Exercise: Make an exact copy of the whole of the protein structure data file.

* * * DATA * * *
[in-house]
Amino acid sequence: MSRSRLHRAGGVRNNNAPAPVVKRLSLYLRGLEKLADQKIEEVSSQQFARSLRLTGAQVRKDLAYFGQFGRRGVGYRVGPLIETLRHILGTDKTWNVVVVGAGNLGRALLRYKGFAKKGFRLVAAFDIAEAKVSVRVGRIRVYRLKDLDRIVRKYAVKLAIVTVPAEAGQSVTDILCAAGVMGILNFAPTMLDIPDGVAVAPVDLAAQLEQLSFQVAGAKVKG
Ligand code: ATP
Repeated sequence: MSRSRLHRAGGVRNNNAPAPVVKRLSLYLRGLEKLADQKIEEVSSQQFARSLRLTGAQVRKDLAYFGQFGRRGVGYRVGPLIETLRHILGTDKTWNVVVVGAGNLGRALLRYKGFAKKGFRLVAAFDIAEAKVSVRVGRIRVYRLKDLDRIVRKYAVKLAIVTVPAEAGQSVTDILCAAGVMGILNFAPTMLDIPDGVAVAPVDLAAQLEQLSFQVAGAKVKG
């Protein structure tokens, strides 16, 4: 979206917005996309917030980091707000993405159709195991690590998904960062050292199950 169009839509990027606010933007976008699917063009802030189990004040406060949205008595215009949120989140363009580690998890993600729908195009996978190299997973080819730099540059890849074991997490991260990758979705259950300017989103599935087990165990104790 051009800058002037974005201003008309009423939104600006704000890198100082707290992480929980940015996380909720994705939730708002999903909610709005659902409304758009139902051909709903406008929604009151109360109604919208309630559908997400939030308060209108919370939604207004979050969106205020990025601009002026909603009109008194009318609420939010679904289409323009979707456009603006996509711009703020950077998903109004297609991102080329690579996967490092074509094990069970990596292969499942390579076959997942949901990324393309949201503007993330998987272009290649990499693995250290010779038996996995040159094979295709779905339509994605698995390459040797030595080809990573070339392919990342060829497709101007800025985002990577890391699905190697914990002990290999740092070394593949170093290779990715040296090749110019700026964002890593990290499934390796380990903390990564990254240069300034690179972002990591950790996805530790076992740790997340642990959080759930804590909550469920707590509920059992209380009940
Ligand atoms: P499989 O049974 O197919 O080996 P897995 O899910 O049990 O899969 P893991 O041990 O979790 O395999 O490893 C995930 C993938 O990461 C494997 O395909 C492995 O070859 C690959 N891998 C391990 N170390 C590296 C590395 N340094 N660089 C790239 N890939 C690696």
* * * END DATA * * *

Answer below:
[in-house]
Amino acid sequence: MSRSRLHRAGGVRNNNAPAPVVKRLSLYLRGLEKLADQKIEEVSSQQFARSLRLTGAQVRKDLAYFGQFGRRGVGYRVGPLIETLRHILGTDKTWNVVVVGAGNLGRALLRYKGFAKKGFRLVAAFDIAEAKVSVRVGRIRVYRLKDLDRIVRKYAVKLAIVTVPAEAGQSVTDILCAAGVMGILNFAPTMLDIPDGVAVAPVDLAAQLEQLSFQVAGAKVKG
Ligand code: ATP
Repeated sequence: MSRSRLHRAGGVRNNNAPAPVVKRLSLYLRGLEKLADQKIEEVSSQQFARSLRLTGAQVRKDLAYFGQFGRRGVGYRVGPLIETLRHILGTDKTWNVVVVGAGNLGRALLRYKGFAKKGFRLVAAFDIAEAKVSVRVGRIRVYRLKDLDRIVRKYAVKLAIVTVPAEAGQSVTDILCAAGVMGILNFAPTMLDIPDGVAVAPVDLAAQLEQLSFQVAGAKVKG
């Protein structure tokens, strides 16, 4: 979206917005996309917030980091707000993405159709195991690590998904960062050292199950 169009839509990027606010933007976008699917063009802030189990004040406060949205008595215009949120989140363009580690998890993600729908195009996978190299997973080819730099540059890849074991997490991260990758979705259950300017989103599935087990165990104790 051009800058002037974005201003008309009423939104600006704000890198100082707290992480929980940015996380909720994705939730708002999903909610709005659902409304758009139902051909709903406008929604009151109360109604919208309630559908997400939030308060209108919370939604207004979050969106205020990025601009002026909603009109008194009318609420939010679904289409323009979707456009603006996509711009703020950077998903109004297609991102080329690579996967490092074509094990069970990596292969499942390579076959997942949901990324393309949201503007993330998987272009290649990499693995250290010779038996996995040159094979295709779905339509994605698995390459040797030595080809990573070339392919990342060829497709101007800025985002990577890391699905190697914990002990290999740092070394593949170093290779990715040296090749110019700026964002890593990290499934390796380990903390990564990254240069300034690179972002990591950790996805530790076992740790997340642990959080759930804590909550469920707590509920059992209380009940
Ligand atoms: P499989 O049974 O197919 O080996 P897995 O899910 O049990 O899969 P893991 O041990 O979790 O395999 O490893 C995930 C993938 O990461 C494997 O395909 C492995 O070859 C690959 N891998 C391990 N170390 C590296 C590395 N340094 N660089 C790239 N890939 C690696």